I feel like I'm fifteen - does that count? I'm lots of things, I get paid to be the Managing Editor for a local news publication, and I love my job. I am also inordinately fond of reading, animals (I have four), elephants, owls, hedgehogs writing, tramping in the woods, cooking India, Ireland, England, avocado toast, Sherlock Holmes, Harry Potter, Little Women, Fun Home, Lumber Janes, Fangirl, magic, Neil Gaiman, Jane Austen, YA books, not YA books, classical music, Salinger (OMG SALINGER), Brahms, key lime pie, indie music, podcasts, sleeping in, road trips, marmalade, museums, bookstores, the Oxford comma, BBC, The Miss Fisher Mysteries, birdwatching, seashells, kombucha, and stickers. Not a huge fan of chewing gum, jazz, trucker hats or dystopian and/or post-apolcalyptic fiction (but I'll try anything).

5 responses »

  1. I LOVE finding old cookbooks at yard sales or used bookstores. One of my favorites is The Modern Family Cook Book by Meta Given originally published in 1942. I have the 1961 version which was the year I was born. Its so fun looking over her menu plans and reading the advice she gave for home cooks.

    I,too, balked at discarding any of my precious cookbook collection when I tried the Flylady thing. I don’t do Flylady anymore.

    This is my first time to visit your site. I’ll definitely be a regular reader!

  2. Thanks for the kind words, Vicky! I also enjoy the whole 50s and 60s “how to be a good housewife and cook” sort of thing. Its very un-hip, but then I’m not all that hip. As for Flylady – the cookbooks were just the straw that broke the camel’s back. I started to have difficulties with the “shoes on in the house all day” rule which is ridiculous, given that I try to get my husband and kids to take their shoes OFF when they step into the house. Next, the whole “throw stuff in the crock-pot in the morning” idea was time-saving, but resulted in bland, mushy meals that had my family begging for a spicy curry or something with crisp vegetables. Plus, I just don’t like being told what to do, even by an e-mail….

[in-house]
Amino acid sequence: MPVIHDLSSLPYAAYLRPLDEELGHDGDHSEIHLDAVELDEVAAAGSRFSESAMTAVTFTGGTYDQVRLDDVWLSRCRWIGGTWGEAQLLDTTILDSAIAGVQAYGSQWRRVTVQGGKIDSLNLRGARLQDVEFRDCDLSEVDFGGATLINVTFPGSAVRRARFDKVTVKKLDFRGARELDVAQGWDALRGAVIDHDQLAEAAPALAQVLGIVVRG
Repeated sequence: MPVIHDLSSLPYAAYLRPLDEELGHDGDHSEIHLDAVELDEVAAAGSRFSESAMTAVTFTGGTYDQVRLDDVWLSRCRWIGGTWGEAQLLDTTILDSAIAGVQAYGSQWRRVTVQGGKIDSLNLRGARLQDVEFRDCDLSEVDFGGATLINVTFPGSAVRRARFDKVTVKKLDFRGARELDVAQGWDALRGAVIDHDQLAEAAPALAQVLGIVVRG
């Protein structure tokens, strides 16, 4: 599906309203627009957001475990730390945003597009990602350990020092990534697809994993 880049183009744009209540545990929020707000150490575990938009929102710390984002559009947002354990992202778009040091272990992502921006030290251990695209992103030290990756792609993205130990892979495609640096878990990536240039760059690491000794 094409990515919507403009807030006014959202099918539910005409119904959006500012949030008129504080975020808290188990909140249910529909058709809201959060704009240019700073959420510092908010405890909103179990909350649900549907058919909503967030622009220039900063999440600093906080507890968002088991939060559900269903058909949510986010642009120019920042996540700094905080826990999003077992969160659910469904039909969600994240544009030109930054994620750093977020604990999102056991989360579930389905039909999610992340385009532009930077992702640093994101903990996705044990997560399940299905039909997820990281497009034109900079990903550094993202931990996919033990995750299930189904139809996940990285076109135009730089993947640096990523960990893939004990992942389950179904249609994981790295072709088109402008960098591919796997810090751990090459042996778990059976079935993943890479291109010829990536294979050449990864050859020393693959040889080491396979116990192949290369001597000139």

3. My word, Annie, you sound a lot like me! I got sick of those e-mails, too. I’m such a non-schedule person anyway. I tried Fly Lady out of guilt, really. But found out all I really needed to do was move to a bigger house! 🙂

  4. Well, I actually am kind of a schedule person (well, sometimes) but some of the things we were supposed to do were just. so. ridiculous. I guess I like a schedule, but I like it to be my own – if I have to rush to the hospital (one of the popular Flylady testimonial themes) I clearly have more important things to worry about than whether or not I have “swished and swiped” my bathrooms.

    Plus, guilt is just not a good reason to do anything. I like the house idea….

  5. very interesting point of view, has never been conceived of this